This week’s Nordic cuisine challenge involves flavors of gravlax, mustard and dill to hark back to Middle Age tradition. A rye crust seemed to offer a natural accompaniment, but while gathering the ingredients and confidence in plotting out my pizza submission, I failed to realize just what a pain the grain would be to work with.
Having flailed about the kitchen with dramatic huffs and puffs of frustration, I finally turned to my savvy boo of a husband for his opinion on rye and why it sucks as an ingredient. He offered condolences and immediately pulled up a video to show that I was not alone in my exasperation. Rye is apparently an asshole across all fields of cooking. Surprisingly, the dough turned out okay and involved only minor troubleshooting to roll out for action.
Traditionally, gravlax is with a mustard sauce known as Hovmästarsås, which was used as the base of the pizza. Hovmästarsås is a combination of mustard, dill, vinegar, salt and sugar.
Red onions and capers were tossed into the mix for a bit of exploratory flavors.
A light dusting of mozzarella helped round out the base while crème fraîche offered some silkier textures to seduce the palate.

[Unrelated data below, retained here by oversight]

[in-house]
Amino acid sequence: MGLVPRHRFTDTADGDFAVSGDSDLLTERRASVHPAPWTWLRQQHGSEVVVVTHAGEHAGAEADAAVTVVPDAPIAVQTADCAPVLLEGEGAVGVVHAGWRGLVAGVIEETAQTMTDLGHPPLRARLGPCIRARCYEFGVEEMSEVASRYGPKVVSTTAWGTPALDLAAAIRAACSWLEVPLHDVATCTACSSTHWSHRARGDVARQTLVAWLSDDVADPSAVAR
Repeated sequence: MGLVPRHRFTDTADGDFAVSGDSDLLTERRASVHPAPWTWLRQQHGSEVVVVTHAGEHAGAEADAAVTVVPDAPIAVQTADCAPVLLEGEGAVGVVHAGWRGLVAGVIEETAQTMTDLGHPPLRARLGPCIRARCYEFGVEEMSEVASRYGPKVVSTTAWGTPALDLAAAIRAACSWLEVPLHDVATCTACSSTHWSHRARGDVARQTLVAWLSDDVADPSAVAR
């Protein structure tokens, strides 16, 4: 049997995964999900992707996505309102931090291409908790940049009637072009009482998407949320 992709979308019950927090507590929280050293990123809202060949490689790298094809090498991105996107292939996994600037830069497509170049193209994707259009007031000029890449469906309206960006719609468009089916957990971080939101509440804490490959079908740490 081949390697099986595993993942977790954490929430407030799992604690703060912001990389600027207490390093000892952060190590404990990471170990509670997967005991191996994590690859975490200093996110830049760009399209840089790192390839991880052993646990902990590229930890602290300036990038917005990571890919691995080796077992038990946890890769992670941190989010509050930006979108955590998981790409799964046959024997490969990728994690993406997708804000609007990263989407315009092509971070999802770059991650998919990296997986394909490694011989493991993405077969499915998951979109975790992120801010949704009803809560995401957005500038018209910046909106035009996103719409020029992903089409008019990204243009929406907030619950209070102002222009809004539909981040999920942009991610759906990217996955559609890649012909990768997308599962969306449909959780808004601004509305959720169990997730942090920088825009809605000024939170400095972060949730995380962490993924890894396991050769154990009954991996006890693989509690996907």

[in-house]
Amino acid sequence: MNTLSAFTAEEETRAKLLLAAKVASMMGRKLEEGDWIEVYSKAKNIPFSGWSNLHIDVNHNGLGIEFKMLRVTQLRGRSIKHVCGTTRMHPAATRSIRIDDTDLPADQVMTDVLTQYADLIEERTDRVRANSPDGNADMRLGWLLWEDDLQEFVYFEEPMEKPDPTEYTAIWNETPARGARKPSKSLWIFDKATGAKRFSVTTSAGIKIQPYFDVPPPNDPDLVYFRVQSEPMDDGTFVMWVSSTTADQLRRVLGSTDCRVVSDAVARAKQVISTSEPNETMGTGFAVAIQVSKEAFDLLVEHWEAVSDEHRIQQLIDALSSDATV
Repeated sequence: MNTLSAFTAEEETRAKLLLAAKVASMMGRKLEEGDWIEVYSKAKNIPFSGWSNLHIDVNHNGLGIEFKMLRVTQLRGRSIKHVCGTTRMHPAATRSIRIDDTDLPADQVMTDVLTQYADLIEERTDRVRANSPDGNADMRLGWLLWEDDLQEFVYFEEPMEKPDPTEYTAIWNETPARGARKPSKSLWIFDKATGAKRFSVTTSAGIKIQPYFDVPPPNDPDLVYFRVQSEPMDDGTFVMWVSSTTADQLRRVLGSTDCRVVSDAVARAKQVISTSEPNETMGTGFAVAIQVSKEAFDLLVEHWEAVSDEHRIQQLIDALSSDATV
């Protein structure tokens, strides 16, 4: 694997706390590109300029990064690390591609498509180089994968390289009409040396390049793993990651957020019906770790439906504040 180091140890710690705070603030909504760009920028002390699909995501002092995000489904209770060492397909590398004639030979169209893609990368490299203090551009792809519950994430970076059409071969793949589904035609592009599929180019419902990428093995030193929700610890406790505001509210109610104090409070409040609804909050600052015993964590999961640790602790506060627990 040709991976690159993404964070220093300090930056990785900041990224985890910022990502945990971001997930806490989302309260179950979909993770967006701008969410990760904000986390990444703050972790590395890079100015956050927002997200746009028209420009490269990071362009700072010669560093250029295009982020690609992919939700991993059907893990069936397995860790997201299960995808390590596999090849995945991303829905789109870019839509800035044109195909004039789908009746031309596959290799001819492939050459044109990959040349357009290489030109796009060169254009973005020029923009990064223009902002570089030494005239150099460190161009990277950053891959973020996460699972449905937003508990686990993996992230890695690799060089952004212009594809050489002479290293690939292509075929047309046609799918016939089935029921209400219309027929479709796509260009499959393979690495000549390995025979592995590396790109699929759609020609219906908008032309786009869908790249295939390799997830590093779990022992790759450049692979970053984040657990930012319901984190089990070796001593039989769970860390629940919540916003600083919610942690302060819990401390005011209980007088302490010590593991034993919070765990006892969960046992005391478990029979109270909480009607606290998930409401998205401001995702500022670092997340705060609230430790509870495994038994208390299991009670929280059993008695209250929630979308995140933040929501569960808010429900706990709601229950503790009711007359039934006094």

Delicate as it is, gravlax entered onto the pizza during the cooling stages of the oven-crisped pie.
The gravlax itself was rather grassy and expressive on its own, but a garnish of dill helped to fortify the herbaceous quality.
Together with the rest of the ingredients, this style of pizza has immediate charm, especially when the wine is involved.
To tame this beast, another sparkling rosé joined this year’s rosé parade. This one, Jean Bourdy’s Cremant du Jura, was abundantly fruity with steely undertones.
The rosé danced quite nicely alongside the tangy caper and mustard tones, bringing red berries and soft tannins to the mix.
This pizza is a definite summertime hit with sparkling rosé by its side.
Also a big win as a foil-wrapped lunchbox treat for those who pack lunches and want t o include a little midday thrill.